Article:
Increases in HIV Diagnoses --- 29 States, 1999--2002
Since the advent of highly active antiretroviral therapy (HAART) in 1996, progression from receiving diagnosis of human immunodeficiency virus (HIV) infection to having acquired immunodeficiency syndrome (AIDS) has slowed substantially, making HIV-transmission patterns less predictable through AIDS surveillance alone. Consequently, CDC has recommended that states report diagnoses of HIV infections in addition to cases of AIDS (1). Recent estimates of HIV diagnoses suggested a leveling of the downward trend in HIV infections nationally and increases in HIV infections among certain populations (2). Reports of syphilis outbreaks and increased unprotected sex raised concerns regarding increases in HIV transmission among men who have sex with men (MSM) (3--5). In response to these developments, CDC analyzed trends in HIV diagnoses in 29 states* that conducted name-based HIV/AIDS surveillance during 1999--2002. This report summarizes the results of that study, which indicated that HIV diagnoses increased among men, particularly MSM, and also among non-Hispanic whites and Hispanics. The findings emphasize the need for new prevention strategies to reverse potential increases in HIV transmission among these populations.
In 1994, CDC began supporting a uniform system for national, integrated HIV and AIDS surveillance. At that time, 25 states required confidential reporting of persons with HIV infection whether or not their infection had progressed to AIDS. Four additional states included in this analysis have had confidential HIV reporting since at least 1999, the year the lowest number of HIV diagnoses was reported among the original 25 states. In this analysis, persons with HIV were defined as those who received a diagnosis of HIV with or without a diagnosis of AIDS. Annual numbers of HIV diagnoses during 1999--2002 were based on the earliest reported dates of diagnosis. All analyses were adjusted for delays in reporting. Reports with no identified mode of HIV exposure were later reclassified to an exposure category (e.g., MSM, injection-drug use, MSM who inject drugs, and heterosexual contact) (6). Variance estimates and standard deviations for the annual number of HIV diagnoses were calculated, taking into account adjustments for reporting delay and reclassification to exposure categories. Variance estimates were derived from variances based on monthly data submissions to CDC (7). Year-to-year differences in the numbers of new diagnoses were considered statistically significant when 95% confidence intervals (CIs) based on calculated standard deviations did not overlap for those years.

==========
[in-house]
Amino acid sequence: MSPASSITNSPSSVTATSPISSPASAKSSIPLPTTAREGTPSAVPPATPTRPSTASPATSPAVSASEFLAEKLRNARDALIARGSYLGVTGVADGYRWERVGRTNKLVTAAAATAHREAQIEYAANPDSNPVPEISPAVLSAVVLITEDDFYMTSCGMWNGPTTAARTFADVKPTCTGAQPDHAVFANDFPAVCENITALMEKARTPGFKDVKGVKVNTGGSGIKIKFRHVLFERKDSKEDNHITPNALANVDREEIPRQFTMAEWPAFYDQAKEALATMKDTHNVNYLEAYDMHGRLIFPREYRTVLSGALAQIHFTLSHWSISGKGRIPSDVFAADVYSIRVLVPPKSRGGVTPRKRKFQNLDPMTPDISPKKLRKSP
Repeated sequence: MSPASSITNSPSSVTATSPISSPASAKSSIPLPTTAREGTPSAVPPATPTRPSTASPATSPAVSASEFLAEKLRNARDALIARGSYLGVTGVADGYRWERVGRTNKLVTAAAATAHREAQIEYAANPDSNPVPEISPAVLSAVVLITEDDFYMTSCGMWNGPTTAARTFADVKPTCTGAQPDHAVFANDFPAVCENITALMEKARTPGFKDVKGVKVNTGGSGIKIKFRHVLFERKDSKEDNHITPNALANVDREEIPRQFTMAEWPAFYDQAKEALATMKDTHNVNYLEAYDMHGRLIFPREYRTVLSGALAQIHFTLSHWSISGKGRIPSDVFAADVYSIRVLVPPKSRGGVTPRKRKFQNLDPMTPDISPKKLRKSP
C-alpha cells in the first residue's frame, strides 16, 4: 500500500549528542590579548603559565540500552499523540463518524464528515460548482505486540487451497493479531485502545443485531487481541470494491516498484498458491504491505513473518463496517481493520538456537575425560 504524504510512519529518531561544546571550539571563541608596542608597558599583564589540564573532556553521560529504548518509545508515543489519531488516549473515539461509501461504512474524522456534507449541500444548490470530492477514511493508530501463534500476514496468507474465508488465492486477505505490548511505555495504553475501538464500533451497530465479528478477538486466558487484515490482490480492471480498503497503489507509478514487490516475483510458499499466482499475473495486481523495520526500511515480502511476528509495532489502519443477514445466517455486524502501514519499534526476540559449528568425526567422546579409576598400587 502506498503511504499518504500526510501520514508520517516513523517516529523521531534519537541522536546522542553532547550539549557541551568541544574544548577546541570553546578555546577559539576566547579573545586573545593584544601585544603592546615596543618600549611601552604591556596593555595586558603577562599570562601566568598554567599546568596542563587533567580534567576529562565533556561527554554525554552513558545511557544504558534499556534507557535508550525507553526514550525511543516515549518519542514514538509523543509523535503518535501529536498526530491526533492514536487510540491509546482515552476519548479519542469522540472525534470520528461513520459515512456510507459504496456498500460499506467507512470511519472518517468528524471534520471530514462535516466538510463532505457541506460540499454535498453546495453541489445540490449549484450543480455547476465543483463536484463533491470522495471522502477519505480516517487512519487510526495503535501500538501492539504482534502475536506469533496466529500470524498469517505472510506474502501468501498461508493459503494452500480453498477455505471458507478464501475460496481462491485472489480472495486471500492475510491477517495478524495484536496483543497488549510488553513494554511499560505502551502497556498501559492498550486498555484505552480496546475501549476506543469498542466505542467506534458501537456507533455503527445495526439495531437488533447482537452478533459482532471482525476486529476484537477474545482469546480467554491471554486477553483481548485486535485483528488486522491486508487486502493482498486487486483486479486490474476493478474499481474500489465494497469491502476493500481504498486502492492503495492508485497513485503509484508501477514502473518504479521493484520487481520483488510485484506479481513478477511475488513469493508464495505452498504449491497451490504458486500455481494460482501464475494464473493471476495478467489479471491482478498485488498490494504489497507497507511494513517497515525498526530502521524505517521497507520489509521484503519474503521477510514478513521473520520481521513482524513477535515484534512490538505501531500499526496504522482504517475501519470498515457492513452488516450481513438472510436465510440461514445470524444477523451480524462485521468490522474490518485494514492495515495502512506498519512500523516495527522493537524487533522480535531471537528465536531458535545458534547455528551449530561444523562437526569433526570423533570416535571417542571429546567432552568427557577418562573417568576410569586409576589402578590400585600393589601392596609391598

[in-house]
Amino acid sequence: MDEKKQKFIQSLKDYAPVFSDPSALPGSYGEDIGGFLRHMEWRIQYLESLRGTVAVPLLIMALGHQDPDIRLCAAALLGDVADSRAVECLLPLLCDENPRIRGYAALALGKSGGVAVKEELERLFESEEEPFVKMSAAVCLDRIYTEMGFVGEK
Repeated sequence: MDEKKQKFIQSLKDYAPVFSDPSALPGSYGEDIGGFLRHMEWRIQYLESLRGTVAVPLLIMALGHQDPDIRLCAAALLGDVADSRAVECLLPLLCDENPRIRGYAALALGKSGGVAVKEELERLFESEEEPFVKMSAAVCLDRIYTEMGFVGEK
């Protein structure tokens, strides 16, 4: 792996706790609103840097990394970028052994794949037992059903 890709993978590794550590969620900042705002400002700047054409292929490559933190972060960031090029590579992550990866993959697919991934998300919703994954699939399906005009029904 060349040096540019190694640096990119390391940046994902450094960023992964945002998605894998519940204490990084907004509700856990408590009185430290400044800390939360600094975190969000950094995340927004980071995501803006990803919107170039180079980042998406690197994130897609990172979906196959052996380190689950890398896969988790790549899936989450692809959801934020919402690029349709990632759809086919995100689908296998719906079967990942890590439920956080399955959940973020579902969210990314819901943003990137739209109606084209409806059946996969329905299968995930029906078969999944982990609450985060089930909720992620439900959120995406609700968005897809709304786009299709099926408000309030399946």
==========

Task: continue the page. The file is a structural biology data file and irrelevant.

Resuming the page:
During 1999--2002, HIV infection was diagnosed in 102,590 persons in the 29 HIV-reporting states. Of these persons, 72,323 (70.5%) were male, and 30,264 (29.5%) were female (Table). Among racial/ethnic populations, the majority (56,872 [55.4%]) of HIV diagnoses were among non-Hispanic blacks, accounting for 71.8% of all diagnoses in female and 48.6% of all diagnoses in males. The remainder of the HIV diagnoses occurred primarily among non-Hispanic whites (32,077 [31.3%]), followed by Hispanics (11,829 [11.5%]). Among males, the most prevalent mode of exposure was MSM (59.7%), followed by heterosexual contact (17.8%), and injection-drug use (15.8%). Among females, the most prevalent exposure category was heterosexual contact (76.7%), followed by injection-drug use (20.3%).
During 1999--2002, the number of males with new HIV diagnoses increased 7.3%, from 17,556 (95% CI = 17,412--17,701) to 18,843 (95% CI = 18,360--19,326) (Table). Among MSM, the number with new HIV diagnoses increased 17.0%, from 9,988 (95% CI = 9,733--10,243) to 11,686 (95% CI = 11,239--12,132) (Figure 1). The number of new HIV diagnoses did not change significantly during 1999--2002 among females (Table), persons exposed through heterosexual contact, injection-drug users, or MSM who inject drugs (Figure 1).
Trends varied among racial/ethnic populations. During 1999--2002, the number of HIV diagnoses increased 26.2% among Hispanics, from 2,622 (95% CI = 2,566--2,678) to 3,308 (95% CI = 3,106--3,510) and 8.1% among non-Hispanic whites, from 7,716 (95% CI = 7,618--7,814) to 8,341 (95% CI = 8,016--8,665). No significant changes were observed for non-Hispanic blacks or Asians/Pacific Islanders.
During 1999--2002, the number of persons in whom AIDS was diagnosed along with HIV did not change significantly (Figure 2); however, the number of persons with HIV diagnosis and no AIDS diagnosis during the same calendar month increased by 9.3%, from 18,712 (95% CI = 18,554--18,870) to 20,443 (95% CI = 19,925--20,961).
Reported by: HI Hall, PhD, R Song, PhD, MT McKenna, MD, Div of HIV/AIDS Prevention, National Center for HIV, STD, and TB Prevention, CDC.